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Watchdog Podcasts. Taking you behind the headlines and inside the stories. We examine the news that matters to you - from the school board to the state Capitol and Washington DC - because we know that someone has to keep an eye on how government is spending your money. Education, health care, budgets and more; our reporters have the inside story that you need to know - and a free market perspective that you won't find anywhere else.
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Now displaying: May, 2016
May 27, 2016

Donald Trump has locked up a majority of the delegates. He will be the Republican presidential nominee in 2016.

Now what?

On this edition of the Watchdog Podcast, we explore that question with Nathan Benefield, research director of the Commonwealth Foundation in Harrisburg, Pennsylvania.  There's many lessons to take from Trump's victory, says Benefield on his personal blog, but one of the make take-aways is to notice that, at the national level, voters aren't deciding based on principle, but rather supporting candidates' personalities.

That true even when it comes to the anti-establishment fervor that is running high this year.  If that anti-establishment feeling was based on principle, the should have been other upsets outside presidential primaries this year, but there simply weren't -- for example, U.S. Rep. Bill Shuster, the son of a former congressman who was recently caught having an affair with a airline lobbyist while he was writing legislation for the airline industry, easily won his primary while Trump won in the same district.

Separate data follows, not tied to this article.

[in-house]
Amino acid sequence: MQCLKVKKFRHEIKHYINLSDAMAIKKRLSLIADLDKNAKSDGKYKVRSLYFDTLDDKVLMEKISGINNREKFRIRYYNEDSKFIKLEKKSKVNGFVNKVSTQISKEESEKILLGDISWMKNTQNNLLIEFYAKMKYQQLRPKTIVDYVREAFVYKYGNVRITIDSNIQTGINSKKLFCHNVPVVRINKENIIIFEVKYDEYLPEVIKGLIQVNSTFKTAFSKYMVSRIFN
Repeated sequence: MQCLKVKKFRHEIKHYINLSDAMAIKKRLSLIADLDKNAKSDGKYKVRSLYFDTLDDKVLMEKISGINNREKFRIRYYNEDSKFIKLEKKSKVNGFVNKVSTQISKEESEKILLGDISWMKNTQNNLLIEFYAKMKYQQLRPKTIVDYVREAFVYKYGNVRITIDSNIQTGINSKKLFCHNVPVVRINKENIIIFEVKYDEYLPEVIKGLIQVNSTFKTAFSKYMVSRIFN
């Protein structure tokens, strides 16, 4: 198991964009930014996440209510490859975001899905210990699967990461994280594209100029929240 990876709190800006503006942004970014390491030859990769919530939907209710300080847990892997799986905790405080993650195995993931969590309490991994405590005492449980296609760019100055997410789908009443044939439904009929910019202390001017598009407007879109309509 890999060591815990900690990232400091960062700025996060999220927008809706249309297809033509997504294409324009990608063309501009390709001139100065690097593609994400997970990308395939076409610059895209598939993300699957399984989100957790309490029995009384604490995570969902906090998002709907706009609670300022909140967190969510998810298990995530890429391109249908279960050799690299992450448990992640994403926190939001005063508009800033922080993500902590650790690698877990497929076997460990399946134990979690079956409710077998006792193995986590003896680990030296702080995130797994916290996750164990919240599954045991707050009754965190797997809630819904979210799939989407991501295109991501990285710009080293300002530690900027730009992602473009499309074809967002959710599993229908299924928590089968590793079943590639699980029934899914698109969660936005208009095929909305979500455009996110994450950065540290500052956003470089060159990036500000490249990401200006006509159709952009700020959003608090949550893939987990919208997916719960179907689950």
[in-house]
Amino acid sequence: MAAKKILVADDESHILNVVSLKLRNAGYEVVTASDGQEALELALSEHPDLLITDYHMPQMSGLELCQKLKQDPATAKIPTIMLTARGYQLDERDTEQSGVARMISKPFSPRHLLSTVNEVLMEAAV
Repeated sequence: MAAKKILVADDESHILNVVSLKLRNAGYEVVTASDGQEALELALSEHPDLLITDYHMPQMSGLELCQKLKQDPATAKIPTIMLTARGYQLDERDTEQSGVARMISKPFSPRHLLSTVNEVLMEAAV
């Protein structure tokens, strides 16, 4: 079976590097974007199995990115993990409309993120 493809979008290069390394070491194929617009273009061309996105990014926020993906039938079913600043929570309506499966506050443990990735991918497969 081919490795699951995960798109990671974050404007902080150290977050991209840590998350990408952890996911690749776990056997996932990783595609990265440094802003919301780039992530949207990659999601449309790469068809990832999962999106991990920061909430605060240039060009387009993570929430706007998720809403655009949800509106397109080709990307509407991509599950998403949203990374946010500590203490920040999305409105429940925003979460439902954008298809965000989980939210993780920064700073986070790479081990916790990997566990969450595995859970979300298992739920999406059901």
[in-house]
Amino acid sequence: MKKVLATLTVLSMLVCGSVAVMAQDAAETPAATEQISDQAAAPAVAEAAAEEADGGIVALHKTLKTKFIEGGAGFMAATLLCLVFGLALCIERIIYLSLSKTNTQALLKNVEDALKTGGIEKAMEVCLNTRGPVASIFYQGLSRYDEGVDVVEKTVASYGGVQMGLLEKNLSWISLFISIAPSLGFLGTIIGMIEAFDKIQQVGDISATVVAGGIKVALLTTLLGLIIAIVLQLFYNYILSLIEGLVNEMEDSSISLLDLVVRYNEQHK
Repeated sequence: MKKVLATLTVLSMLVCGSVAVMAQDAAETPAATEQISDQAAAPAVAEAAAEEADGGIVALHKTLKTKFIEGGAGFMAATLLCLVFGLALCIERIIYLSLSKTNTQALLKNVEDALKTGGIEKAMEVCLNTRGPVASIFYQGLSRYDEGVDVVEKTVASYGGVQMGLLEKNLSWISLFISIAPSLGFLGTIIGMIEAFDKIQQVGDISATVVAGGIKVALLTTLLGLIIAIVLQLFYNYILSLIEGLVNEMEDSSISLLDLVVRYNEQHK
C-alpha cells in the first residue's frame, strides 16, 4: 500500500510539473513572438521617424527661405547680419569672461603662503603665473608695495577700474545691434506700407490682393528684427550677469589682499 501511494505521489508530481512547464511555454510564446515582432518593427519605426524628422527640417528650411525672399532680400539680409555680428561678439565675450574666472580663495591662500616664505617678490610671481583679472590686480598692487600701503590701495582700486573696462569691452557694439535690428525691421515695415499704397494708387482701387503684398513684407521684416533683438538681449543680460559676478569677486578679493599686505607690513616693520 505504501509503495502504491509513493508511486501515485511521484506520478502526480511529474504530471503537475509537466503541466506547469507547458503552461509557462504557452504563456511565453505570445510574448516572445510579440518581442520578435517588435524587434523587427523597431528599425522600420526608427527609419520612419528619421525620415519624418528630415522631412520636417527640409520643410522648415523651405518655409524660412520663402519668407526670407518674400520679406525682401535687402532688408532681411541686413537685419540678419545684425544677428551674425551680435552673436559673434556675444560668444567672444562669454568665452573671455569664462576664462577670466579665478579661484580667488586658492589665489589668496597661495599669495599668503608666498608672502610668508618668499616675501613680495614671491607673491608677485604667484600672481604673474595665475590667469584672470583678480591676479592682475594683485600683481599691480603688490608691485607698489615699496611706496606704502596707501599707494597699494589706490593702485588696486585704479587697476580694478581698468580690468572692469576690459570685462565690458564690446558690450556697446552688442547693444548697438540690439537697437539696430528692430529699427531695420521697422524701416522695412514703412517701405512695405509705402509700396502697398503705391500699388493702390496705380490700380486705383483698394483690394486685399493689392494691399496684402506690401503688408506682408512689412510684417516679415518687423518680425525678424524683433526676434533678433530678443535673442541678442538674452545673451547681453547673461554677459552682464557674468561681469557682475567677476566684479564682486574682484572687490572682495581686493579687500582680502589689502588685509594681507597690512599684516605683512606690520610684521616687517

So how should conservatives respond to this phenomenon? Benefield says a renewed focus on state government and local issues -- rather than putting all eggs in a presidential basket -- would be helpful.

Then, we take a look at Pennsylvania's confusing and outdated liquors laws, which will be suspended for four days while the Democrats hold their national convention in Philadelphia this summer.  The laws that residents of Pennsylvania have to live with every day won't apply to the super-delegates who come to town for a big party this summer -- and the hypocrisy of all that might, maybe, just be enough to get state lawmakers to change the system for everyone else, too.

Also, why are officials who covered up problems at the Veterans Administration getting promotions?  And Mississippi's top education official is the nation's highest paid, but is she worth all that?

All that, plus our Nanny State of the Week and our Picks of the Litter, on this edition of the Watchdog Podcast.

May 20, 2016

Top lobbyists and executives with Google have no trouble getting a meeting with President Barack Obama.

A review of White House visitor logs shows that Google's top men and women in Washington are regular visitors to the White House -- they have been dropped by on a weekly basis since 2009.

All those visits mean Google has plenty of influence over tech policy, and who knows what else.  Watchdog's Johnny Kampis is the author a series of articles examining the political influence of everyone's favorite search engine, and this week his sits down with Eric Boehm to talk Google's frequent White House visits and what else the company is doing in Washington.